Second, the over-invoicing by exporters last year inflated the base for comparison in February and this will continue for a few more months. Exports surged nearly 22% year on year in February 2013, and the number were widely believed to have been distorted by false invoices from exporters who wanted to bring foreign currency onshore. This is know as the hot money, which aimed at taking advantage of higher interest rates and an appreciating Chinese currency. Due to this false invoicing, the trade result  could continue to be inaccurate for a few more months.

Third, there was strong demand for resources, a major indicator of China’s industrial appetite. Importers continued to build stockpiles and take advantage of low global prices. Crude-oil imports rose 11% from a year earlier, while iron ore imports also were up 22% from February last year. Soybean and copper imports also rose by double-digit margins in the period. Still, volumes in all these major categories fell from January’s record-setting volumes, in part because of the shorter working period due to the Lunar New Year holidays.

Despite these relieving analysis, I still think that economists’ forecast that far-missed the target to be unjustified. When economist made forecast, didn’t they already factor in the impact of Lunar new year? Why they didn’t adjust the data for a inflated basis? Accurate forecast must be based on accurate historical figures that are adjusted for all the observable factors. For now we could only hope that export won’t be this bad for later months.

Countdown to Currency Reform in China

In today’s class, we discussed the impact of exchange rate on international trade. Basically, a weak domestic currency tends to drive up the country’s net export and stimulate economic growth. For instance, if the U.S. dollar is weakening against major foreign currencies, it will make American goods and services cheaper to foreign buyers, leading to higher demand abroad.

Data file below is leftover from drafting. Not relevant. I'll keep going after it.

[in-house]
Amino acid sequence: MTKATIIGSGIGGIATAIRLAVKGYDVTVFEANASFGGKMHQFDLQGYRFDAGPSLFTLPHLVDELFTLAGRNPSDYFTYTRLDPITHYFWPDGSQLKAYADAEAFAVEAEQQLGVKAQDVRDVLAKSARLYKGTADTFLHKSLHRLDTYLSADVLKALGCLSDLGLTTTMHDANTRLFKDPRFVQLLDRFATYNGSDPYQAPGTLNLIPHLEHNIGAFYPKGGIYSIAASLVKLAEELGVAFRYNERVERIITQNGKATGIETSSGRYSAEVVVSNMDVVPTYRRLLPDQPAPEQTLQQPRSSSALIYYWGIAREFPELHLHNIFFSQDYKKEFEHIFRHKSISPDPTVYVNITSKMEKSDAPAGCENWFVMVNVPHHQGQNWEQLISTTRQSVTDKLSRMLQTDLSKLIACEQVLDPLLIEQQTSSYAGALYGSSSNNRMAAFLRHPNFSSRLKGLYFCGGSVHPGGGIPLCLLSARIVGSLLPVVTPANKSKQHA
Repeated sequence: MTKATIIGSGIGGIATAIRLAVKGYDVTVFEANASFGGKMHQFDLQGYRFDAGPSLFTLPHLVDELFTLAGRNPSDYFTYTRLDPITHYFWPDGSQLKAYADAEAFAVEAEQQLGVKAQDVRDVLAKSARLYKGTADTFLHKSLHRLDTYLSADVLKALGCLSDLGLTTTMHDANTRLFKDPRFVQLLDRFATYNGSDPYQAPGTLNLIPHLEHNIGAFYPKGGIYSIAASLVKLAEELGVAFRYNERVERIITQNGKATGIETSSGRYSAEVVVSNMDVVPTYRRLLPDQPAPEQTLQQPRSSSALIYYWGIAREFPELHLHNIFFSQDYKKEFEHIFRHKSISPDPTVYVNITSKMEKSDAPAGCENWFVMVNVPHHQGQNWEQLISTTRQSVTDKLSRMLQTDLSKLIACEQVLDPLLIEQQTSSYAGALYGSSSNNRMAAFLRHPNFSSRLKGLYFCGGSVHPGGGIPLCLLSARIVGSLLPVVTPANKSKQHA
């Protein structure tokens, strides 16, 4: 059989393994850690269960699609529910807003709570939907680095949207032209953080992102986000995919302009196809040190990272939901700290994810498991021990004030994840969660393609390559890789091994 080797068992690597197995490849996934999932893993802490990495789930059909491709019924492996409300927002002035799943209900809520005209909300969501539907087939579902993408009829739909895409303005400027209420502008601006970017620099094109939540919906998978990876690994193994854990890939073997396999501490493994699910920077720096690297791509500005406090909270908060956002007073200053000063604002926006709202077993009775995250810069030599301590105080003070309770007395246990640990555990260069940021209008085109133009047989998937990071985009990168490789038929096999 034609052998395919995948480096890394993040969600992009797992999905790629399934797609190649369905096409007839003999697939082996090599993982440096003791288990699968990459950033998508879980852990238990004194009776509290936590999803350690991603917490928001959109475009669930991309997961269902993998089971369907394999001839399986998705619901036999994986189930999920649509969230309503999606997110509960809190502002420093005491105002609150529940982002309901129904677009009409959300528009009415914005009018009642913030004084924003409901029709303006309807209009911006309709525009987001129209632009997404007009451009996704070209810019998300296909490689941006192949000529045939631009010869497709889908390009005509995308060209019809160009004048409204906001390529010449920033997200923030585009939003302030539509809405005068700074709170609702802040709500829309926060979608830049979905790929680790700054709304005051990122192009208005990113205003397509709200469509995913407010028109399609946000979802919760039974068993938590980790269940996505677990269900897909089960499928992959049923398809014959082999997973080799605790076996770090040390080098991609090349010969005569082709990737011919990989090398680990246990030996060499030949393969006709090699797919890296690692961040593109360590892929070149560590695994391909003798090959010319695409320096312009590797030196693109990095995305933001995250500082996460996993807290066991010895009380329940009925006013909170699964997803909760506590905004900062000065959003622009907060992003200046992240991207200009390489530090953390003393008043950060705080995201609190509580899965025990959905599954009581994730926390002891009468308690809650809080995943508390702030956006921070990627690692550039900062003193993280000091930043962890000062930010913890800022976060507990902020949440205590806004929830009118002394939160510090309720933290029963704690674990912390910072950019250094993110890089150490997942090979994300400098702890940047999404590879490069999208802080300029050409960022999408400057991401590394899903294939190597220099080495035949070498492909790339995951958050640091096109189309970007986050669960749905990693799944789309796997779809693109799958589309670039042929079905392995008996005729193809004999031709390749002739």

Now let’s take a look at China, the world’s second largest economy, and the Chinese yuan. The country has been growing rapidly in the past two decades in spite of a slowdown in recent years, and one of the key factors of growth is export. China is known as an export-dependent country for a long period based on its cheap labor cost and loose regulation of environmental preservation. In addition, the weak currency contributed to its export by further lowering the cost when selling aboard. After the political transition in 2013, the newly-established administration pledged to let the market play a bigger role in the nation’s economy, and currency reform, which allows greater flexibility of the yuan, is certainly one of the critical financial changes on the to-do list.

So why does China have to conduct such a reform?

First, it could restore the country’s reputation when it comes to international trade. China has been under criticism for manipulating the yuan for export, shown by its international payments imbalance and tremendous accumulation of reserves by its central bank. As a result, trading partnerships between the nation and the rest of world became intense and many hawks in developed countries treated the weak yuan as the cause of high unemployment rates. To be honest, I think some of such claims were just political tactics but still, China’s currency reform could be a feasible way to ease the tension and promote the country’s image as a responsible player in international trade.

Second, it could curb speculative capital inflows. China’s capital- and financial-account, a measure of how much money foreign investors poured into the world’s second-largest economy, swung to a surplus of $242.7 billion last year from a deficit of $16.8 billion in 2012, and meanwhile, the current account, representing mainly trade payments, remained in surplus in 2013, though that shrank to $188.6 billion from $193.1 billion a year earlier. Comparatively, more inflows were derived from investment capital rather than trade. As Ding Shuang, a Citigroup economist said: “What the authorities need to do is to enhance the flexibility of the yuan exchange rate to increase the costs of speculative capital inflows.”